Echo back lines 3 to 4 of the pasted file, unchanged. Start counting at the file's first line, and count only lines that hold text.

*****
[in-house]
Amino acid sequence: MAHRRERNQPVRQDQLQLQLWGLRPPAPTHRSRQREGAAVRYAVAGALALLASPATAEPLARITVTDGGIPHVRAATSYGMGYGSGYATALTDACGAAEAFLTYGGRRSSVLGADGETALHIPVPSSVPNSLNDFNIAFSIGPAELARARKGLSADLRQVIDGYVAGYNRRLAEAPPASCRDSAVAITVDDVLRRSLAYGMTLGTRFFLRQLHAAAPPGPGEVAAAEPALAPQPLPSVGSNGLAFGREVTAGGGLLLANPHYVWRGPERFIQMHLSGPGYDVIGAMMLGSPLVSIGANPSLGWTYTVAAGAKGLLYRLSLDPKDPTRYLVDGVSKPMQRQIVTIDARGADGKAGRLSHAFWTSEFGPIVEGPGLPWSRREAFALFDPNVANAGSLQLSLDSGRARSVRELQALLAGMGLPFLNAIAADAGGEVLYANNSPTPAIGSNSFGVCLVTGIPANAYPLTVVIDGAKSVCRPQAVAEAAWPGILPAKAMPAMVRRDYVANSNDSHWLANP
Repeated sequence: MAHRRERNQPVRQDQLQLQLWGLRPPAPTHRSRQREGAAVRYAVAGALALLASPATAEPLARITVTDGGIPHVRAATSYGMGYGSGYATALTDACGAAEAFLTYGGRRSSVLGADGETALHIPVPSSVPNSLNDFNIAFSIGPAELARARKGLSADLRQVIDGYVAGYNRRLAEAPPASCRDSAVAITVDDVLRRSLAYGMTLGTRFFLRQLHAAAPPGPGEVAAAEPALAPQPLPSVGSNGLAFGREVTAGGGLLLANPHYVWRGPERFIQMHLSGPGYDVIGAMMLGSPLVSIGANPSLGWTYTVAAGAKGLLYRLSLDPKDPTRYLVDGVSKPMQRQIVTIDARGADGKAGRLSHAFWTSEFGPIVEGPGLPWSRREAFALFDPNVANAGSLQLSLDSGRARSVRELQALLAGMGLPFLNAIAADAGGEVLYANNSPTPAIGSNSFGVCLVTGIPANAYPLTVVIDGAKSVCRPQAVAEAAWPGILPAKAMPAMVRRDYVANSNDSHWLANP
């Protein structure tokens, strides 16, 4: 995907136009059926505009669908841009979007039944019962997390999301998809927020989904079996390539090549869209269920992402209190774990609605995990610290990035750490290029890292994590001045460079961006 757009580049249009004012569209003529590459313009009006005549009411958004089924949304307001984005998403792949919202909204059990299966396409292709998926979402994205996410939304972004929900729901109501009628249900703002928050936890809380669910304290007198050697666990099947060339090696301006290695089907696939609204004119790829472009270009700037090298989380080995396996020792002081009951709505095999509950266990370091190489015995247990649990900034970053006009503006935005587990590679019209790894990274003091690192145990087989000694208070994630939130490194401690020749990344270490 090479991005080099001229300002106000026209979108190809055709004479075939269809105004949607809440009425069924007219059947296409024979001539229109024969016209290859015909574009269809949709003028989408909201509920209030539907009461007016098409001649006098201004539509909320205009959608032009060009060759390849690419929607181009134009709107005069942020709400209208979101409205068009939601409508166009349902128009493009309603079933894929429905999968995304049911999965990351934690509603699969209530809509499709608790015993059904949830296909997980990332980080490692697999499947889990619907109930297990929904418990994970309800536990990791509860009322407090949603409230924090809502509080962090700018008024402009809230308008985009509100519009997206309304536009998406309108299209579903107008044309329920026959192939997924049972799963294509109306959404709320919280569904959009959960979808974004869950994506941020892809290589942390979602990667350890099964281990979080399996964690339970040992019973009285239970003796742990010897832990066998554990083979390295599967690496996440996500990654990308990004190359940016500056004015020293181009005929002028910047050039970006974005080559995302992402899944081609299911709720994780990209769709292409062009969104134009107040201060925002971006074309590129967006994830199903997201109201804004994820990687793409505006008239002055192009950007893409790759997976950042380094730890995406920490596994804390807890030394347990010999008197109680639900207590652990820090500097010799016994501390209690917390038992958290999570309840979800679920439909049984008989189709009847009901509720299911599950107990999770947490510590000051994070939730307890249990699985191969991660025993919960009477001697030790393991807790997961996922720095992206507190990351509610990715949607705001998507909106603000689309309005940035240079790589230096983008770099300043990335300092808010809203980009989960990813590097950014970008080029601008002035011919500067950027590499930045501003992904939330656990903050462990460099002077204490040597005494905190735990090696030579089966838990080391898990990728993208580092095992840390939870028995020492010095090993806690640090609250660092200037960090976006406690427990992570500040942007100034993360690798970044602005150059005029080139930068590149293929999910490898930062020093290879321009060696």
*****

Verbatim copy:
Repeated sequence: MAHRRERNQPVRQDQLQLQLWGLRPPAPTHRSRQREGAAVRYAVAGALALLASPATAEPLARITVTDGGIPHVRAATSYGMGYGSGYATALTDACGAAEAFLTYGGRRSSVLGADGETALHIPVPSSVPNSLNDFNIAFSIGPAELARARKGLSADLRQVIDGYVAGYNRRLAEAPPASCRDSAVAITVDDVLRRSLAYGMTLGTRFFLRQLHAAAPPGPGEVAAAEPALAPQPLPSVGSNGLAFGREVTAGGGLLLANPHYVWRGPERFIQMHLSGPGYDVIGAMMLGSPLVSIGANPSLGWTYTVAAGAKGLLYRLSLDPKDPTRYLVDGVSKPMQRQIVTIDARGADGKAGRLSHAFWTSEFGPIVEGPGLPWSRREAFALFDPNVANAGSLQLSLDSGRARSVRELQALLAGMGLPFLNAIAADAGGEVLYANNSPTPAIGSNSFGVCLVTGIPANAYPLTVVIDGAKSVCRPQAVAEAAWPGILPAKAMPAMVRRDYVANSNDSHWLANP
């Protein structure tokens, strides 16, 4: 995907136009059926505009669908841009979007039944019962997390999301998809927020989904079996390539090549869209269920992402209190774990609605995990610290990035750490290029890292994590001045460079961006 757009580049249009004012569209003529590459313009009006005549009411958004089924949304307001984005998403792949919202909204059990299966396409292709998926979402994205996410939304972004929900729901109501009628249900703002928050936890809380669910304290007198050697666990099947060339090696301006290695089907696939609204004119790829472009270009700037090298989380080995396996020792002081009951709505095999509950266990370091190489015995247990649990900034970053006009503006935005587990590679019209790894990274003091690192145990087989000694208070994630939130490194401690020749990344270490 090479991005080099001229300002106000026209979108190809055709004479075939269809105004949607809440009425069924007219059947296409024979001539229109024969016209290859015909574009269809949709003028989408909201509920209030539907009461007016098409001649006098201004539509909320205009959608032009060009060759390849690419929607181009134009709107005069942020709400209208979101409205068009939601409508166009349902128009493009309603079933894929429905999968995304049911999965990351934690509603699969209530809509499709608790015993059904949830296909997980990332980080490692697999499947889990619907109930297990929904418990994970309800536990990791509860009322407090949603409230924090809502509080962090700018008024402009809230308008985009509100519009997206309304536009998406309108299209579903107008044309329920026959192939997924049972799963294509109306959404709320919280569904959009959960979808974004869950994506941020892809290589942390979602990667350890099964281990979080399996964690339970040992019973009285239970003796742990010897832990066998554990083979390295599967690496996440996500990654990308990004190359940016500056004015020293181009005929002028910047050039970006974005080559995302992402899944081609299911709720994780990209769709292409062009969104134009107040201060925002971006074309590129967006994830199903997201109201804004994820990687793409505006008239002055192009950007893409790759997976950042380094730890995406920490596994804390807890030394347990010999008197109680639900207590652990820090500097010799016994501390209690917390038992958290999570309840979800679920439909049984008989189709009847009901509720299911599950107990999770947490510590000051994070939730307890249990699985191969991660025993919960009477001697030790393991807790997961996922720095992206507190990351509610990715949607705001998507909106603000689309309005940035240079790589230096983008770099300043990335300092808010809203980009989960990813590097950014970008080029601008002035011919500067950027590499930045501003992904939330656990903050462990460099002077204490040597005494905190735990090696030579089966838990080391898990990728993208580092095992840390939870028995020492010095090993806690640090609250660092200037960090976006406690427990992570500040942007100034993360690798970044602005150059005029080139930068590149293929999910490898930062020093290879321009060696």